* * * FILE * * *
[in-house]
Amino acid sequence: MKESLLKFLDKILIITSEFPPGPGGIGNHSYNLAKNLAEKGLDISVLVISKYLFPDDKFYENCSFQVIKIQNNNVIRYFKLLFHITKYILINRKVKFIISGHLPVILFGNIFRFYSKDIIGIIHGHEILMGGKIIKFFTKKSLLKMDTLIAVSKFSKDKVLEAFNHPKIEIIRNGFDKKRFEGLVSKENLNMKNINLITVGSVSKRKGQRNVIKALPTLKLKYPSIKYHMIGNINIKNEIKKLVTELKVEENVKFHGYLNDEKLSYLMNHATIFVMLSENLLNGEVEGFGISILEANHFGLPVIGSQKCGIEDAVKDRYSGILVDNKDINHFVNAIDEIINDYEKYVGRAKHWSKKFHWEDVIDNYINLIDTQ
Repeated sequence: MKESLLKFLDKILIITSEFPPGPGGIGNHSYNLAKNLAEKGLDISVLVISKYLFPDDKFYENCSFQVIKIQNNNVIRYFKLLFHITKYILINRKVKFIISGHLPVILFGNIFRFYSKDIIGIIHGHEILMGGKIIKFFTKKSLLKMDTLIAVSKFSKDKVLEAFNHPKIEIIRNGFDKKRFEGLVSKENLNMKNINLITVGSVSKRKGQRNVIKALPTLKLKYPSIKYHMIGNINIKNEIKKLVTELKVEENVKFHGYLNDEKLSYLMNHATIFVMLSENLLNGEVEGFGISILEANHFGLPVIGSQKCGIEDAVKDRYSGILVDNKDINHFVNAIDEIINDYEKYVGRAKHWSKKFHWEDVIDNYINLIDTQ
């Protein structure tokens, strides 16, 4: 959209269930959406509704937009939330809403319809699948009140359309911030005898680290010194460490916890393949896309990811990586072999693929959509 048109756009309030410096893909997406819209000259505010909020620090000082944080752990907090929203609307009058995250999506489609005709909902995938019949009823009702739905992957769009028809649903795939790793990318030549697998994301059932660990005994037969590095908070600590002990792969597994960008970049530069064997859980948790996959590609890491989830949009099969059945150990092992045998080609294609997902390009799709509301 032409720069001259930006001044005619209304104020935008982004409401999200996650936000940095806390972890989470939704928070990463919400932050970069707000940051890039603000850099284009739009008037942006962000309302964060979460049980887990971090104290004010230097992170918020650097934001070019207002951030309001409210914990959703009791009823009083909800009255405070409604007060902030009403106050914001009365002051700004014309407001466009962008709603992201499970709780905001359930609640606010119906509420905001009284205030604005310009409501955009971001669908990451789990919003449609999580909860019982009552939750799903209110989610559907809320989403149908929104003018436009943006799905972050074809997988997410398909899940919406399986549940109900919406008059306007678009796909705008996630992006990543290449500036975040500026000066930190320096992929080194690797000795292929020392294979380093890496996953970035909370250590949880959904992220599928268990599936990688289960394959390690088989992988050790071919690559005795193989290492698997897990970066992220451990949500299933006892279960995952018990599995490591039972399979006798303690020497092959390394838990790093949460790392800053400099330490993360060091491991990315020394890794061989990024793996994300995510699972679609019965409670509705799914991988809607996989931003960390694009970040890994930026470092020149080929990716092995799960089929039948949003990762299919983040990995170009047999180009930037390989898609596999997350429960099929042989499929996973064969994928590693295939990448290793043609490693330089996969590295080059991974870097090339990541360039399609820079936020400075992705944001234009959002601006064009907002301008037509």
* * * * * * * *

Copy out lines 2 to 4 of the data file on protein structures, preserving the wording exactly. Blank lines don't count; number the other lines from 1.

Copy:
Amino acid sequence: MKESLLKFLDKILIITSEFPPGPGGIGNHSYNLAKNLAEKGLDISVLVISKYLFPDDKFYENCSFQVIKIQNNNVIRYFKLLFHITKYILINRKVKFIISGHLPVILFGNIFRFYSKDIIGIIHGHEILMGGKIIKFFTKKSLLKMDTLIAVSKFSKDKVLEAFNHPKIEIIRNGFDKKRFEGLVSKENLNMKNINLITVGSVSKRKGQRNVIKALPTLKLKYPSIKYHMIGNINIKNEIKKLVTELKVEENVKFHGYLNDEKLSYLMNHATIFVMLSENLLNGEVEGFGISILEANHFGLPVIGSQKCGIEDAVKDRYSGILVDNKDINHFVNAIDEIINDYEKYVGRAKHWSKKFHWEDVIDNYINLIDTQ
Repeated sequence: MKESLLKFLDKILIITSEFPPGPGGIGNHSYNLAKNLAEKGLDISVLVISKYLFPDDKFYENCSFQVIKIQNNNVIRYFKLLFHITKYILINRKVKFIISGHLPVILFGNIFRFYSKDIIGIIHGHEILMGGKIIKFFTKKSLLKMDTLIAVSKFSKDKVLEAFNHPKIEIIRNGFDKKRFEGLVSKENLNMKNINLITVGSVSKRKGQRNVIKALPTLKLKYPSIKYHMIGNINIKNEIKKLVTELKVEENVKFHGYLNDEKLSYLMNHATIFVMLSENLLNGEVEGFGISILEANHFGLPVIGSQKCGIEDAVKDRYSGILVDNKDINHFVNAIDEIINDYEKYVGRAKHWSKKFHWEDVIDNYINLIDTQ
């Protein structure tokens, strides 16, 4: 959209269930959406509704937009939330809403319809699948009140359309911030005898680290010194460490916890393949896309990811990586072999693929959509 048109756009309030410096893909997406819209000259505010909020620090000082944080752990907090929203609307009058995250999506489609005709909902995938019949009823009702739905992957769009028809649903795939790793990318030549697998994301059932660990005994037969590095908070600590002990792969597994960008970049530069064997859980948790996959590609890491989830949009099969059945150990092992045998080609294609997902390009799709509301 032409720069001259930006001044005619209304104020935008982004409401999200996650936000940095806390972890989470939704928070990463919400932050970069707000940051890039603000850099284009739009008037942006962000309302964060979460049980887990971090104290004010230097992170918020650097934001070019207002951030309001409210914990959703009791009823009083909800009255405070409604007060902030009403106050914001009365002051700004014309407001466009962008709603992201499970709780905001359930609640606010119906509420905001009284205030604005310009409501955009971001669908990451789990919003449609999580909860019982009552939750799903209110989610559907809320989403149908929104003018436009943006799905972050074809997988997410398909899940919406399986549940109900919406008059306007678009796909705008996630992006990543290449500036975040500026000066930190320096992929080194690797000795292929020392294979380093890496996953970035909370250590949880959904992220599928268990599936990688289960394959390690088989992988050790071919690559005795193989290492698997897990970066992220451990949500299933006892279960995952018990599995490591039972399979006798303690020497092959390394838990790093949460790392800053400099330490993360060091491991990315020394890794061989990024793996994300995510699972679609019965409670509705799914991988809607996989931003960390694009970040890994930026470092020149080929990716092995799960089929039948949003990762299919983040990995170009047999180009930037390989898609596999997350429960099929042989499929996973064969994928590693295939990448290793043609490693330089996969590295080059991974870097090339990541360039399609820079936020400075992705944001234009959002601006064009907002301008037509």